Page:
Let’s increase awareness of American military tradition and honor America’s greatest heroes by supporting the Medal of Honor Society’s 2010 Convention to be held in Charleston, S.C., Sept. 29 – Oct. 3, 2010 (for more information, click here).

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Mr. Smith is a contributor to Human Events. A former U.S. Marine rifle-squad leader and counterterrorism instructor, he writes about military/defense issues and has covered conflict in the Balkans, on the West Bank, in Iraq and Lebanon. He is the author of six books, and his articles appear in a variety of publications. E-mail him at marine1@uswriter.com.

From Galloping Gates to the Gulf of Sidra

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This Week in American Military History

by W. Thomas Smith Jr.
08/17/2010

Aug. 15, 1845: The War Department transfers Fort Severn, Annapolis to the Navy Department, specifically the new Naval School under Commander Franklin Buchanan.

The U.S. Naval Academy is established.

Franklin, who serves as the school’s first superintendent, is destined to become an admiral in the Confederate Navy.

Aug. 15, 1945: Japanese Emperor Hirohito broadcasts his surrender message to the Japanese people, a portion of which reads:

“…the war situation has developed not necessarily to Japan’s advantage, while the general trends of the world have all turned against her interests. The enemy, moreover, has begun to employ a new most cruel bomb, the power which to do damage is indeed incalculable, taking toll of many innocent lives. Should we continue to fight, it would only result in the ultimate collapse and obliteration of the Japanese nation … but would lead also to the total extinction of human civilization.”

Hours before the radio broadcast, Japanese Army Maj. Kenji Hatanaka – leading a group of diehards opposed to surrender – attempts a coup to prevent the broadcast. The coup fails. Hatanaka commits suicide.

Aug. 16, 1780: The Battle of Camden (S.C.) – one of the worst tactical blunders on the part of the Continentals during the American Revolution – opens between British Army forces under the command of Gen. Sir Charles Cornwallis and Continental Army forces under Gen. Horatio Gates.

Though the Americans will be decisively defeated at Camden – thanks to Gates’ improperly positioning inexperienced militia against seasoned regiments of the regular British Army, as well as his complete loss of tactical control – the battle will prove to be something of a highwater mark for British forces in the southern colonies (after Camden, it’s pretty much downhill for the British).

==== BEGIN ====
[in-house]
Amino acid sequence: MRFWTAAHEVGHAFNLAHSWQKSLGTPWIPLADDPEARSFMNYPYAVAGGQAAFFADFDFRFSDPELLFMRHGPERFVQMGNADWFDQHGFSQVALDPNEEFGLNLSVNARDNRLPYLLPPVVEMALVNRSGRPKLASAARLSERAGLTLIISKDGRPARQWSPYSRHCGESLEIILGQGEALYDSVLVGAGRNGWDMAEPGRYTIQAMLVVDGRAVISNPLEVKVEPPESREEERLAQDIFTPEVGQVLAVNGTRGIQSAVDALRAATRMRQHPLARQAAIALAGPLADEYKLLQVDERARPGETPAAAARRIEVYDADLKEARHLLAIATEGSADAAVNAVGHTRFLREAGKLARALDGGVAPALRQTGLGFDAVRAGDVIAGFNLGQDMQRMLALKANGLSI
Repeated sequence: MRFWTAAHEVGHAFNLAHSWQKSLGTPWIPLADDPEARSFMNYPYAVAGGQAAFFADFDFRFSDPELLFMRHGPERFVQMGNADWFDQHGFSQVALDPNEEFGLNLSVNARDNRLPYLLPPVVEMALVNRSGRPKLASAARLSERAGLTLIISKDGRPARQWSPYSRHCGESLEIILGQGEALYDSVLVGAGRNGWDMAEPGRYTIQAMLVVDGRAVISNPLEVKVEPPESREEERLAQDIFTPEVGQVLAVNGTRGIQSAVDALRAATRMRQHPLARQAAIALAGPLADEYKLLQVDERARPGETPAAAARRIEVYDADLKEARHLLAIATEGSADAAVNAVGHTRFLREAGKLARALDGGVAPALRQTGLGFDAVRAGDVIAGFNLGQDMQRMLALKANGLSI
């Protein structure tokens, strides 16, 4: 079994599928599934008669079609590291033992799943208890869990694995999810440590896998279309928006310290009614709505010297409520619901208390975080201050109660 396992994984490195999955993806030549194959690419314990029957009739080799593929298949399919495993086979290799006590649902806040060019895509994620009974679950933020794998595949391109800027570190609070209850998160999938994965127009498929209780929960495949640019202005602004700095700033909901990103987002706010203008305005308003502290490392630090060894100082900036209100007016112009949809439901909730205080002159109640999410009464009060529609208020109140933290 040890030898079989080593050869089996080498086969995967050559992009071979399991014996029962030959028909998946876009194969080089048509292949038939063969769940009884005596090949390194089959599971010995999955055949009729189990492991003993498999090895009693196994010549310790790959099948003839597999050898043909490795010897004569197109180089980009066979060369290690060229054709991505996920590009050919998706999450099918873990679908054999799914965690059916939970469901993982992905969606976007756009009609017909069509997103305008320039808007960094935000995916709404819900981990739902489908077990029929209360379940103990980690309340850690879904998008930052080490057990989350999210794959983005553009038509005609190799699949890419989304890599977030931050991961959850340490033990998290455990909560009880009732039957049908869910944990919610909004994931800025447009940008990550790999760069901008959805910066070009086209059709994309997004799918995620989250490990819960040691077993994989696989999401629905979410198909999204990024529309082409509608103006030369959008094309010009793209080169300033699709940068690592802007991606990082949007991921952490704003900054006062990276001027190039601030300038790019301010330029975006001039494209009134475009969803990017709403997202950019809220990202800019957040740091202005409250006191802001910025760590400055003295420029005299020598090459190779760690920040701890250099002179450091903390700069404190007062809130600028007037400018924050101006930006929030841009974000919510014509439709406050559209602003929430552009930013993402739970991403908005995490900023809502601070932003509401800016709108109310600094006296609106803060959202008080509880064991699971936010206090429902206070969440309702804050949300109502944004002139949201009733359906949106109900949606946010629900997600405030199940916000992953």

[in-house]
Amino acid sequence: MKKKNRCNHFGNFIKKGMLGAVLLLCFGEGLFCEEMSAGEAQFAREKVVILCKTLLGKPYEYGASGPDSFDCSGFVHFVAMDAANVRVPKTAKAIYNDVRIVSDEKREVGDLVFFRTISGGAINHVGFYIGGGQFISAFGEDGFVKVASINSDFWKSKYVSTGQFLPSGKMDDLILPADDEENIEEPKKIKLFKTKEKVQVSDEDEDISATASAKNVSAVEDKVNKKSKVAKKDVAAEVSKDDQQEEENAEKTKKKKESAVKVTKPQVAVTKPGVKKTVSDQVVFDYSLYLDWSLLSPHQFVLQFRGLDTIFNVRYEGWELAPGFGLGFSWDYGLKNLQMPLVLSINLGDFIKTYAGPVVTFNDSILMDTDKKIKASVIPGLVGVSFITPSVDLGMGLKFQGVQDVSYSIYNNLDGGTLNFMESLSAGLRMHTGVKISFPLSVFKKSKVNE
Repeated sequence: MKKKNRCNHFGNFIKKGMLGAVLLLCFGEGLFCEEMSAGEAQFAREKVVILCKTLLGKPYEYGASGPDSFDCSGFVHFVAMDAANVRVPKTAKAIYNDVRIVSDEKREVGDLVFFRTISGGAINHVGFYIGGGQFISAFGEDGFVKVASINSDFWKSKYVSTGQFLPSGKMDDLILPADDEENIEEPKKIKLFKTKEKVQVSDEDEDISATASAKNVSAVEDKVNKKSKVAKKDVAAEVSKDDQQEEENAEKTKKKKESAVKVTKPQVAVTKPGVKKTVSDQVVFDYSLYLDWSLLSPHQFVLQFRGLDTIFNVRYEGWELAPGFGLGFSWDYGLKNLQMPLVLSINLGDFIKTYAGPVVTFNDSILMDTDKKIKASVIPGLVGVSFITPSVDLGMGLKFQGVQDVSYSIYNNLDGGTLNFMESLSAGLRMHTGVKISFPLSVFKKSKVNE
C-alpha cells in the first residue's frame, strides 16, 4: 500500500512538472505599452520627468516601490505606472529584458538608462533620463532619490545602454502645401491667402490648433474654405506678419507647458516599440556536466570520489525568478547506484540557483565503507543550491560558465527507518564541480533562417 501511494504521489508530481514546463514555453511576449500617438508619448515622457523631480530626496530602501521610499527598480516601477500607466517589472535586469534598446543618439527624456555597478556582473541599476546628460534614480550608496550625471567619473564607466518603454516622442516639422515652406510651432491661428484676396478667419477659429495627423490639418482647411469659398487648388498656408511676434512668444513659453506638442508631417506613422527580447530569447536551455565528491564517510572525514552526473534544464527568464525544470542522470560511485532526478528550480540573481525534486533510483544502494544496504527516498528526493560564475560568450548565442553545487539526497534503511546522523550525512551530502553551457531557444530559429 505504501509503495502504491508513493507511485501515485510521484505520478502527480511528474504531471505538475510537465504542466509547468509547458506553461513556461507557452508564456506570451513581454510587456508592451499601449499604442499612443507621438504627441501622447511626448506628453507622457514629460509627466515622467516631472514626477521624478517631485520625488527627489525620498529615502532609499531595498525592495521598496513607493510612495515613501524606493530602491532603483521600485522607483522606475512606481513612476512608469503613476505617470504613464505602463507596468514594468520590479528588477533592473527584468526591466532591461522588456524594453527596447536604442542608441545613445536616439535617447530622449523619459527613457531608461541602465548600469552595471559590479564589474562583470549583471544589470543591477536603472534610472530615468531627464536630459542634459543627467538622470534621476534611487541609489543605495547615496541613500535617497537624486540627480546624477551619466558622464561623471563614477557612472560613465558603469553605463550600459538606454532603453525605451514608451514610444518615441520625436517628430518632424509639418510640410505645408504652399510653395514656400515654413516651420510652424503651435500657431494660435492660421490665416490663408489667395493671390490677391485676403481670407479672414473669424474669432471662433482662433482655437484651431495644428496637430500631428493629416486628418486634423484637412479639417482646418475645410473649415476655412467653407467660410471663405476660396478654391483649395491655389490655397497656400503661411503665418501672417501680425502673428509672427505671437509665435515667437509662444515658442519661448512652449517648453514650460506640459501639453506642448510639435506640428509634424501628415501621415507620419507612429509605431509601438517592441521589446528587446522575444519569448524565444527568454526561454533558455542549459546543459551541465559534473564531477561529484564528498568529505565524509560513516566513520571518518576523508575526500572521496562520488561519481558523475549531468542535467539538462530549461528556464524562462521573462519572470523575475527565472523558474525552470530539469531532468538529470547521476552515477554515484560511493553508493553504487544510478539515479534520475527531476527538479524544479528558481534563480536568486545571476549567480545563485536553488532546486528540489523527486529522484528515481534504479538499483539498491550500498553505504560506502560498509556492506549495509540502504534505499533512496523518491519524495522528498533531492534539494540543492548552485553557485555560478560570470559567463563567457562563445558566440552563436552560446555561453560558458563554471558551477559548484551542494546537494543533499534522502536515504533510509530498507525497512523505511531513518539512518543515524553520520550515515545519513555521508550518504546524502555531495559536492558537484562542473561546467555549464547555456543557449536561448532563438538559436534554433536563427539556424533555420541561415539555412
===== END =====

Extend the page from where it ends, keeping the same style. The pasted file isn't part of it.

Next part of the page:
Gates himself will break and run, earning him the nickname, “Galloping Gates.” But the heroics of many of the ill-fated albeit last-standing Continental officers and men (like Gen. Johann Baron de Kalb) will prove to be exemplary. And Gen. George Washington – always able to recover from strategic setbacks – will choose the exceptionally able Gen. Nathanael Greene as Gates’ replacement.

Aug. 16, 1940: Soldiers with the U.S. Army’s parachute test platoon begin jumping over Fort Benning, Georgia. The airborne exercise (actually more of an experiment) is the first for the Army.

In 2001, Pres. George W. Bush will proclaim “August 16” of each year as National Airborne Day.

Aug. 17, 1942: Ahoy Raiders! U.S. Marine Raiders strike Makin Island in the Gilberts.

Sgt. Clyde Thomason, killed during the fighting, will become the first Marine in World War II to receive the Medal of Honor.

Aug. 17, 1943: U.S. Army Gen. George Smith Patton Jr. beats his British Army counterpart Gen. Bernard Law Montgomery to the gates of Messina, Sicily, in what Patton had purportedly referred to as “a horse race in which the prestige of the U.S. Army is at stake.”

Aug. 19, 1812: In one of the most dramatic sea battles of the War of 1812, the frigate USS Constitution engages and captures the smaller frigate HMS Guerriere in a contest of broadsides and close-quarters combat between opposing crews of sailors and Marines (the American leathernecks pouring a terrific fire into the unfortunate British officers and men aboard Guerriere).

According to the Naval Historical Center, “Despite the rational excuse that Royal Navy frigates were not as large and powerful as their American counterparts, the real causes of these outcomes were inspired seamanship and vastly better gunnery. For the rest of the 19th Century, long after the War of 1812 was over, America’s Navy was credited with an effectiveness that went well beyond its usually modest size.”

Constitution (known affectionately as “Old Ironsides”) is the oldest ship in the American Navy. Launched in 1797, she serves today as a duly commissioned ship crewed by active-duty U.S. sailors and Naval officers in order to further public awareness of American Naval tradition.

Aug. 19, 1981: One-hundred-sixty-nine years to the day after the victory over HMS Guerriere, the U.S. Navy – specifically two F-14 Tomcats — knocks down two Libyan Su-22 fighters over the Gulf of Sidra.

Aug. 21, 1863: Confederate guerillas under the command of William Clark Quantrill (operating outside of the control of regular Confederate forces) launch a bloody raid on Lawrence, Kansas.

Quantrill – who purportedly once served in the Missouri State Guard – is widely considered a brigand and a cutthroat. That reputation continues today. To some, however, he remains a folk hero.

Aug. 21, 1942: Just after 3:00 a.m., “Banzai”-screaming Japanese assault forces – primarily members of the elite Japanese Special Naval Landing forces – attack U.S. Marine positions on Guadalcanal in what will become known as the Battle of the Tenaru River.

The first wave is momentarily slowed as the Japanese struggle to get through the Marines’ barbed wire and American rifle machinegun fire rip into their ranks. At one point, the enemy breaks through and the fighting degrades into a savage hand-to-hand struggle with knives, machetes, swords, rifle butts, and fists. The Marines kill scores and hold their positions.
Subsequent Japanese attacks follow, but all are beaten back with heavy losses.

Let’s increase awareness of American military tradition and honor America’s greatest heroes by supporting the Medal of Honor Society’s 2010 Convention to be held in Charleston, S.C., Sept. 29 – Oct. 3, 2010 (for more information, click here).